New Internationalist

Cover for April 2006 - Issue 388

April 2006's Issue

The recent trade summit in Hong Kong did virtually nothing to make trade more fair for poorer countries - even though the current round of talks is meant to be devoted to development.

The clamour for ‘trade justice’ is growing around the world - and with good reason. But what does it actually mean? This month’s issue of the New Internationalist embarks on a journey of exploration. It involves stops in Hong Kong and Bangladesh but also takes us through the global trading system and the reasons why it isn’t working for so many of the world’s people. But this issue also goes beyond `what’s wrong’ and towards alternative ideas for better, fairer ways of organizing global trade.

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Featured in issue 388

So, what's to be done?

At the journey’s end, some proposals for how to make trade more just.

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Interview with Irene Fernandez

Interview with Irene Fernandez – defender of Malaysia’s migrant workers and winner of an ‘alternative Nobel Prize’.

Polyp's Big Bad World - April 2006

Polyp announces the next creative strategy in the War on Terror.

Made in China

A peek at who’s bankrolling the boom.

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Trade Justice

What is it? Vanessa Baird embarks upon a journey of discovery.

Laboratory for change

Is Fair Trade a sideshow – or a blueprint for the future?

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Troubled water

India is pressing ahead with the most ambitious dam-building programme ever conceived. Rainer Hoerig sees trouble ahead.

Introducing.. The Great Tradomino!

A famous illusionist reveals tricks of the trade.

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The second founding of Bolivia

Indigenous leader Evo Morales’ election victory continues to cause shockwaves around the world. Eduardo Galeano sees it as symbolizing the second founding of Bolivia.

Blood of the Matyr

Blood of the Martyr is a photo taken early in the Iranian revolution of 1979 by Kaveh Golestan, who was killed in Iraq in 2003 while working for the BBC.

The Next Gulf: London, Washington and Oil Conflict in Nigeria

The Next Gulf by Andy Rowell, James Marriott & Lorne Stockman

L'Enfant (The Child)

L’Enfant by Jean-Pierre & Luc Dardenne

Tstosi

Tsotsi directed by Gavin Hood

A Month And A Day & Letters

A Month and a Day & Letters by Ken Saro-Wiwa

Fonotone Records, Frederick, Maryland

Fonotone Records, Frederick, Maryland by various

Speak out... on trade justice

Vox pop of people from around the world.

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My Life in the Bush of Ghosts

My Life in the Bush of Ghosts by Brian Eno & David Byrne

Koizumi Junichiro

He released an album of Elvis songs. He wears Hawaiian-style shirts. He’s a rebel. But don’t be fooled – Japanese leader Koizumi Junichiro is playing the nationalist, neoliberal game as well as anyone at the moment.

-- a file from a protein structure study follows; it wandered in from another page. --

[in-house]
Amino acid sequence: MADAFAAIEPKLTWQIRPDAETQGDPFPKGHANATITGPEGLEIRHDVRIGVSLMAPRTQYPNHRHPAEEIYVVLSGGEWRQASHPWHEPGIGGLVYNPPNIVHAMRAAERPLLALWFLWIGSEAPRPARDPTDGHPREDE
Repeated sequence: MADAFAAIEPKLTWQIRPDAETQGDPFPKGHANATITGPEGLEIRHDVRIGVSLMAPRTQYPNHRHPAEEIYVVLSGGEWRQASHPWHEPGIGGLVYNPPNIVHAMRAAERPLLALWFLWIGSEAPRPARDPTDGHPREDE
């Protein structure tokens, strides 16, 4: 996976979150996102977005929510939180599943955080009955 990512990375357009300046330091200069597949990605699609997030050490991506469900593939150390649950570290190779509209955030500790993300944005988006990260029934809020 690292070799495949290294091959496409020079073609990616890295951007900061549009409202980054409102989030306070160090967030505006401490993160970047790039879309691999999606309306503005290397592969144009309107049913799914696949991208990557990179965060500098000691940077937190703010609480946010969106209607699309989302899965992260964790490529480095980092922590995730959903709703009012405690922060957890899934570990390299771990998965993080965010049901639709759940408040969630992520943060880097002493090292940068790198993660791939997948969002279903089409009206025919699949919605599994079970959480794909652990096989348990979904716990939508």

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Rice resistance

A growing ‘no’ to GMO.

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Animal plights

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Governors of cyberspace

The international round-up continues with the debate now raging about control of the internet.

Air for sale?

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Corporate no-no

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Junk the WTO!

They shouted it in Hong Kong. But why is the organization so hated?

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Keep buying!

To Dhaka, Bangladesh, to talk to the people who made your amazingly cheap T-shirt.

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Action

Contacts and resources.

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Liberia

The slide of sugar

How globalization came into the life of sugar labourer Kawlowtee, by Lindsey Collen.

Cover of the Migration issue of New Internationalist

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Migration issue

Migration issue

Why are refugees dying on the shores of prosperous, peacetime Europe? Are the numbers really unmanageable? And what if border controls brought more migrants into the rich world, not less? This month’s New Internationalist digs deeper into the backstory to Europe’s refugee crisis – and lays out an alternative, humanitarian vision that recognizes the reality of 21st century migration.

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10 economic myths

Does repeating a thing make it true? The followers of mainstream economic dogma must surely think ‘Yes’. After the financial crash of 2008 and the malaise ever since, they haven’t changed their tune much. Their prescriptions don’t work but the patients – you or me – are still being dosed with ‘freemarket’ medicine. We’ve worked on this edition in the spirit of providing something of an antidote. The economic bottom line is inevitable, say the powers that be. Just the way things are. Well, we – and an ever-growing legion of dissenting economists and fed-up-to-the-back-teeth members of the general public – say, ‘No’. These cherished myths are causing real harm and we need to ditch them.

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